In other words, there should be no money to “pocket” – the patient revenues belong to the MD, and the management fee should come out of those revenues (i.e., it’s not that the doctor should get paid a “stipend” by the management company). This may seem like a language game, but the underlying conceptual piece is that the MD runs the practice, the MSO the administration. These are separate worlds and it’s illegal to assign the MSO any greater role. The problem here is one of structure.
Kickback and Fee-Splitting Concern
When asked to provide counsel, our law firm ordinarily will advise on federal anti-kickback law, if the physician or professional medical corporation is providing medical services that are reimbursable by Medicare or Medicaid.
Otherwise, our Stark, self-referral, and anti-kickback lawyers will look solely to state law (in this case, California Business & Professions Code 650, which prevents fee-splitting and kickbacks).
Our medical doctor is in a high enforcement risk situation. He has signed on as medical director to an arrangement that appears to be constructed, operated, and maintained by the non-MD — raising corporate practice of medicine flags. The non-MD is guzzling the patient fees, and then paying our medical doctor a pittance. While the MD is outraged by the non-MD’s behavior, this arrangement is likely to result in medical board investigation and discipline for the MD.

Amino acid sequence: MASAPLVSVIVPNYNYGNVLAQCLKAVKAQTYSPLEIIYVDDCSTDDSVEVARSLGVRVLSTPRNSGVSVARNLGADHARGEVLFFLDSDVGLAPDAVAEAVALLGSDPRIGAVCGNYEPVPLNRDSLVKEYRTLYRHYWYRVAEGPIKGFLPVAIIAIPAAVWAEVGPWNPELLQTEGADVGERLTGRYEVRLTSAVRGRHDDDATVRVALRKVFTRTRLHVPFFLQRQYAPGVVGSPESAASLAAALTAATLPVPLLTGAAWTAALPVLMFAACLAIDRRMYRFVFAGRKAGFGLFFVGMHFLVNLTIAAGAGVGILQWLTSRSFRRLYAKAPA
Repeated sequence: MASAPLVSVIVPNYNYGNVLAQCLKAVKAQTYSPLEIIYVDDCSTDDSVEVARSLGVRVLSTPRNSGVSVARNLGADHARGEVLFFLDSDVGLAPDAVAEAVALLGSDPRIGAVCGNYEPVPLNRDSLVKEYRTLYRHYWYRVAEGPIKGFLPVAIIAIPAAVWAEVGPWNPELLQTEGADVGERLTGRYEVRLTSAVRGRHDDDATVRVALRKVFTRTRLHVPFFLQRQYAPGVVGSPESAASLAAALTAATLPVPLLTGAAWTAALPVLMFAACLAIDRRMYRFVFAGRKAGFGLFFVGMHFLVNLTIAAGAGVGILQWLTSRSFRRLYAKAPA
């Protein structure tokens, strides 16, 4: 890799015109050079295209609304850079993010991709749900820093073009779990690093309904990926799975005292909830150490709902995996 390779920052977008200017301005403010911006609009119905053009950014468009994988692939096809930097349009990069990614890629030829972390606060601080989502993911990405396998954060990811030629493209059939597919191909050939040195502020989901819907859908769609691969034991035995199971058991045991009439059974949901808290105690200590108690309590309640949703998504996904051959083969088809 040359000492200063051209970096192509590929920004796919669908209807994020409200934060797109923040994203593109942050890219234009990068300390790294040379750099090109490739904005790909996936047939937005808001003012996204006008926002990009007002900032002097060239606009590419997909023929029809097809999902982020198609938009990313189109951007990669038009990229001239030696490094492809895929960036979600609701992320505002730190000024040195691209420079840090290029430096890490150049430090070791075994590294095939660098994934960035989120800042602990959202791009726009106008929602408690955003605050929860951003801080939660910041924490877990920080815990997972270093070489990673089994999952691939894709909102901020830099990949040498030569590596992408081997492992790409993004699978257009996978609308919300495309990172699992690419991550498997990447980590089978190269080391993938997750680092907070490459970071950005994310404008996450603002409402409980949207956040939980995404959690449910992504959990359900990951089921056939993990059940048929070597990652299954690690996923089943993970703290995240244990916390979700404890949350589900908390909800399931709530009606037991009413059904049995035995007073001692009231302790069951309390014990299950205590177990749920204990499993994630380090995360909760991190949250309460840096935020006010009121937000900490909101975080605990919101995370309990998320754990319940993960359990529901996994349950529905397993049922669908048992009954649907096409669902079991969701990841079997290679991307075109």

Where there is corporate and unlicensed practice of medicine by the non-medical corporation or layperson, there can be aiding and abetting unlicensed practice of medicine by the MD.
That the non-MD’s hand is in the till is concerning enough financially; from a disciplinary perspective, the question is why the MD has let the non-MD control patient revenues and set up a structure whereby the MD gets a small percentage of return from those revenues? The arrangement suggests that the MD is splitting his patient revenues (fees) with the non-MD.
To the extent there is a management agreement between the MD’s professional medical corporation and the non-MD’s management company, the management fee must reflect fair market value for management services rendered. In California, this can be either a flat fee or a percentage of gross revenues, as long as commercially reasonable and justified by fair market value. 99% is not fair market value – it’s what the medical board would call “rent-a-license.”
Our MD reports that while the management agreement has a staggering number for the monthly management fee (and he has no idea whether it bears any correlation to what the management company is doing for his practice), the actual practice is, as mentioned, even worse – the MD feels she gets very little for his efforts, which means that not only is there no fair market value, but there is also no real management arrangement, and the non-MD is running the show.
Can the MD terminate the management agreement?
We look to the “Term” section and the management agreement term is for 5 years, of which only a few months have elapsed.
There are “Termination” provisions but they grossly favor the management company. Among them, the professional medical corporation must inform the management company of any material breach by the management company of the arrangement, and give the management company 90 days to cure the alleged breach.